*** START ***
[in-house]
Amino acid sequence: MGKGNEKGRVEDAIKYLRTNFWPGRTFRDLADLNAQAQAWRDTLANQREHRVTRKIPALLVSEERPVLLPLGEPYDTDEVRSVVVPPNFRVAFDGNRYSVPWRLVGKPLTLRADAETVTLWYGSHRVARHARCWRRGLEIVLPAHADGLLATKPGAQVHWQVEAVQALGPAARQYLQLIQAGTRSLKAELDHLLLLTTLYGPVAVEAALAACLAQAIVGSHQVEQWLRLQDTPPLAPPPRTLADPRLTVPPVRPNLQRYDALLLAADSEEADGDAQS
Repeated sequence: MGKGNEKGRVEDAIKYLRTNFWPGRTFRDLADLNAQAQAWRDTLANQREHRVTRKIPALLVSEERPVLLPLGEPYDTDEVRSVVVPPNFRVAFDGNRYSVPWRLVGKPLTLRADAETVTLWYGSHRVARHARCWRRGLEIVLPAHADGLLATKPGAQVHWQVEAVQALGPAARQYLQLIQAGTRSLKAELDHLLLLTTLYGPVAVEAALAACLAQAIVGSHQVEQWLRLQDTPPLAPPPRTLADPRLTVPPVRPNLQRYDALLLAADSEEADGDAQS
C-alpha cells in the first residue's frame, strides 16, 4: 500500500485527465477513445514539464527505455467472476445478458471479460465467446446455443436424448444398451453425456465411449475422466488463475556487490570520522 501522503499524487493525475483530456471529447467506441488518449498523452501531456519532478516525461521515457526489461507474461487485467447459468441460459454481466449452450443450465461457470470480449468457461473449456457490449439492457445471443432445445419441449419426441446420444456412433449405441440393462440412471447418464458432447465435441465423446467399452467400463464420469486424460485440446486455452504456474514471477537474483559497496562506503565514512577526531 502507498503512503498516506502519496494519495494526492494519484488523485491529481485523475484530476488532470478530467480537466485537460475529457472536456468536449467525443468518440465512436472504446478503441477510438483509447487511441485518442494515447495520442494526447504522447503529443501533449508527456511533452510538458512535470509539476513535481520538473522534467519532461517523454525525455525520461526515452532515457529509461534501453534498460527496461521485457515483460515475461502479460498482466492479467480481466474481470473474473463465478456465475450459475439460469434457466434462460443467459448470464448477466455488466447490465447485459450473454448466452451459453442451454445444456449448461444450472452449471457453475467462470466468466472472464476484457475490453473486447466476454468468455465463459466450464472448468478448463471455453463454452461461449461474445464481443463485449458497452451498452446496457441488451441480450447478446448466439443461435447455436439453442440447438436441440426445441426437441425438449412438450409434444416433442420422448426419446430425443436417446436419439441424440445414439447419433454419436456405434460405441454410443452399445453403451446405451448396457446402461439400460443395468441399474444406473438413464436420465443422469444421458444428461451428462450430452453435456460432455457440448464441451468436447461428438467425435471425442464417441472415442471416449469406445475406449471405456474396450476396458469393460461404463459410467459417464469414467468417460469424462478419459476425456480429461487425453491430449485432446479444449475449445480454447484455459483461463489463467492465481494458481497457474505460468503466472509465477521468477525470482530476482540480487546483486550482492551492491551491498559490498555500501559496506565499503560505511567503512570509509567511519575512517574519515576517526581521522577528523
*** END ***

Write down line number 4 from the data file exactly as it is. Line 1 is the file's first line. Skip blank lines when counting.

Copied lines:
C-alpha cells in the first residue's frame, strides 16, 4: 500500500485527465477513445514539464527505455467472476445478458471479460465467446446455443436424448444398451453425456465411449475422466488463475556487490570520522 501522503499524487493525475483530456471529447467506441488518449498523452501531456519532478516525461521515457526489461507474461487485467447459468441460459454481466449452450443450465461457470470480449468457461473449456457490449439492457445471443432445445419441449419426441446420444456412433449405441440393462440412471447418464458432447465435441465423446467399452467400463464420469486424460485440446486455452504456474514471477537474483559497496562506503565514512577526531 502507498503512503498516506502519496494519495494526492494519484488523485491529481485523475484530476488532470478530467480537466485537460475529457472536456468536449467525443468518440465512436472504446478503441477510438483509447487511441485518442494515447495520442494526447504522447503529443501533449508527456511533452510538458512535470509539476513535481520538473522534467519532461517523454525525455525520461526515452532515457529509461534501453534498460527496461521485457515483460515475461502479460498482466492479467480481466474481470473474473463465478456465475450459475439460469434457466434462460443467459448470464448477466455488466447490465447485459450473454448466452451459453442451454445444456449448461444450472452449471457453475467462470466468466472472464476484457475490453473486447466476454468468455465463459466450464472448468478448463471455453463454452461461449461474445464481443463485449458497452451498452446496457441488451441480450447478446448466439443461435447455436439453442440447438436441440426445441426437441425438449412438450409434444416433442420422448426419446430425443436417446436419439441424440445414439447419433454419436456405434460405441454410443452399445453403451446405451448396457446402461439400460443395468441399474444406473438413464436420465443422469444421458444428461451428462450430452453435456460432455457440448464441451468436447461428438467425435471425442464417441472415442471416449469406445475406449471405456474396450476396458469393460461404463459410467459417464469414467468417460469424462478419459476425456480429461487425453491430449485432446479444449475449445480454447484455459483461463489463467492465481494458481497457474505460468503466472509465477521468477525470482530476482540480487546483486550482492551492491551491498559490498555500501559496506565499503560505511567503512570509509567511519575512517574519515576517526581521522577528523